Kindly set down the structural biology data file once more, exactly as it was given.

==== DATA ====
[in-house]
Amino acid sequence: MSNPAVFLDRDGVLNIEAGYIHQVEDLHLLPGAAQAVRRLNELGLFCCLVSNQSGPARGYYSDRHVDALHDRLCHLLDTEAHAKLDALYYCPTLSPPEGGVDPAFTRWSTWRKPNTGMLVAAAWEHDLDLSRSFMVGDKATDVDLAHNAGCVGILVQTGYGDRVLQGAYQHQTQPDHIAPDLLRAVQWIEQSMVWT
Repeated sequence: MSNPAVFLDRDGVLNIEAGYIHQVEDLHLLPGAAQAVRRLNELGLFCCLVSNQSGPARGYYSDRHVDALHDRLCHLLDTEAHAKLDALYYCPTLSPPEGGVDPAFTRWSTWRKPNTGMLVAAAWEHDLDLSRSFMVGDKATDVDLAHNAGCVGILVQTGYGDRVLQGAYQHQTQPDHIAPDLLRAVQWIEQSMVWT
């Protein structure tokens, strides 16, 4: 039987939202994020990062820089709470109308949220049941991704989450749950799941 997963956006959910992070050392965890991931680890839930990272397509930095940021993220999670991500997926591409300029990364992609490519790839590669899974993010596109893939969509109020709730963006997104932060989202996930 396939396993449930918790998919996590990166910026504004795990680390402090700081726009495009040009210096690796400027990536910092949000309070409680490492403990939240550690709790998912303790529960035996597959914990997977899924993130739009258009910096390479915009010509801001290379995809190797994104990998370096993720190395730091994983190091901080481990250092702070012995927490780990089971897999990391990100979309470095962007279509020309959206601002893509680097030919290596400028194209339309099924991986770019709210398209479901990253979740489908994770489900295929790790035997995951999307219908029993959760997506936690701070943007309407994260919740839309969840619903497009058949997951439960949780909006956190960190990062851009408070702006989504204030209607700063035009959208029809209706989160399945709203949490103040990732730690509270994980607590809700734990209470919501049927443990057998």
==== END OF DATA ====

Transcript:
[in-house]
Amino acid sequence: MSNPAVFLDRDGVLNIEAGYIHQVEDLHLLPGAAQAVRRLNELGLFCCLVSNQSGPARGYYSDRHVDALHDRLCHLLDTEAHAKLDALYYCPTLSPPEGGVDPAFTRWSTWRKPNTGMLVAAAWEHDLDLSRSFMVGDKATDVDLAHNAGCVGILVQTGYGDRVLQGAYQHQTQPDHIAPDLLRAVQWIEQSMVWT
Repeated sequence: MSNPAVFLDRDGVLNIEAGYIHQVEDLHLLPGAAQAVRRLNELGLFCCLVSNQSGPARGYYSDRHVDALHDRLCHLLDTEAHAKLDALYYCPTLSPPEGGVDPAFTRWSTWRKPNTGMLVAAAWEHDLDLSRSFMVGDKATDVDLAHNAGCVGILVQTGYGDRVLQGAYQHQTQPDHIAPDLLRAVQWIEQSMVWT
């Protein structure tokens, strides 16, 4: 039987939202994020990062820089709470109308949220049941991704989450749950799941 997963956006959910992070050392965890991931680890839930990272397509930095940021993220999670991500997926591409300029990364992609490519790839590669899974993010596109893939969509109020709730963006997104932060989202996930 396939396993449930918790998919996590990166910026504004795990680390402090700081726009495009040009210096690796400027990536910092949000309070409680490492403990939240550690709790998912303790529960035996597959914990997977899924993130739009258009910096390479915009010509801001290379995809190797994104990998370096993720190395730091994983190091901080481990250092702070012995927490780990089971897999990391990100979309470095962007279509020309959206601002893509680097030919290596400028194209339309099924991986770019709210398209479901990253979740489908994770489900295929790790035997995951999307219908029993959760997506936690701070943007309407994260919740839309969840619903497009058949997951439960949780909006956190960190990062851009408070702006989504204030209607700063035009959208029809209706989160399945709203949490103040990732730690509270994980607590809700734990209470919501049927443990057998």